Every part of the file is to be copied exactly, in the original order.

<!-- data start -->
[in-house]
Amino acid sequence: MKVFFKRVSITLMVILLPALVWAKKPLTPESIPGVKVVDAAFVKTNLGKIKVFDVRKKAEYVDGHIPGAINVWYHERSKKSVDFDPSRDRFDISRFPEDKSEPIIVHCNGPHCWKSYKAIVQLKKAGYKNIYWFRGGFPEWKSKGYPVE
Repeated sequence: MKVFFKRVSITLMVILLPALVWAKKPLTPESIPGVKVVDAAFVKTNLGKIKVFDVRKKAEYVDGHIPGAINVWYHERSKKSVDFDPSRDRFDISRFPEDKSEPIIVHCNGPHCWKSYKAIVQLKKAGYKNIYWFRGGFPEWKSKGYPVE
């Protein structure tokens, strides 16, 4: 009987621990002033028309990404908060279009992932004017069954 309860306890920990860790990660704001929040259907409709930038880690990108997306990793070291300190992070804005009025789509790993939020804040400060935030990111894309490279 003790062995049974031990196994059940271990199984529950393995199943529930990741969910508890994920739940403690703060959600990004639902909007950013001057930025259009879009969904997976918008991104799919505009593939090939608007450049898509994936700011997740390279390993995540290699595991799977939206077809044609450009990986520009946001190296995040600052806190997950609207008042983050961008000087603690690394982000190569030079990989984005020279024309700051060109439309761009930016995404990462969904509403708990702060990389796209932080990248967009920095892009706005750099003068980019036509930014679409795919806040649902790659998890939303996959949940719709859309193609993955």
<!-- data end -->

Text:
[in-house]
Amino acid sequence: MKVFFKRVSITLMVILLPALVWAKKPLTPESIPGVKVVDAAFVKTNLGKIKVFDVRKKAEYVDGHIPGAINVWYHERSKKSVDFDPSRDRFDISRFPEDKSEPIIVHCNGPHCWKSYKAIVQLKKAGYKNIYWFRGGFPEWKSKGYPVE
Repeated sequence: MKVFFKRVSITLMVILLPALVWAKKPLTPESIPGVKVVDAAFVKTNLGKIKVFDVRKKAEYVDGHIPGAINVWYHERSKKSVDFDPSRDRFDISRFPEDKSEPIIVHCNGPHCWKSYKAIVQLKKAGYKNIYWFRGGFPEWKSKGYPVE
């Protein structure tokens, strides 16, 4: 009987621990002033028309990404908060279009992932004017069954 309860306890920990860790990660704001929040259907409709930038880690990108997306990793070291300190992070804005009025789509790993939020804040400060935030990111894309490279 003790062995049974031990196994059940271990199984529950393995199943529930990741969910508890994920739940403690703060959600990004639902909007950013001057930025259009879009969904997976918008991104799919505009593939090939608007450049898509994936700011997740390279390993995540290699595991799977939206077809044609450009990986520009946001190296995040600052806190997950609207008042983050961008000087603690690394982000190569030079990989984005020279024309700051060109439309761009930016995404990462969904509403708990702060990389796209932080990248967009920095892009706005750099003068980019036509930014679409795919806040649902790659998890939303996959949940719709859309193609993955």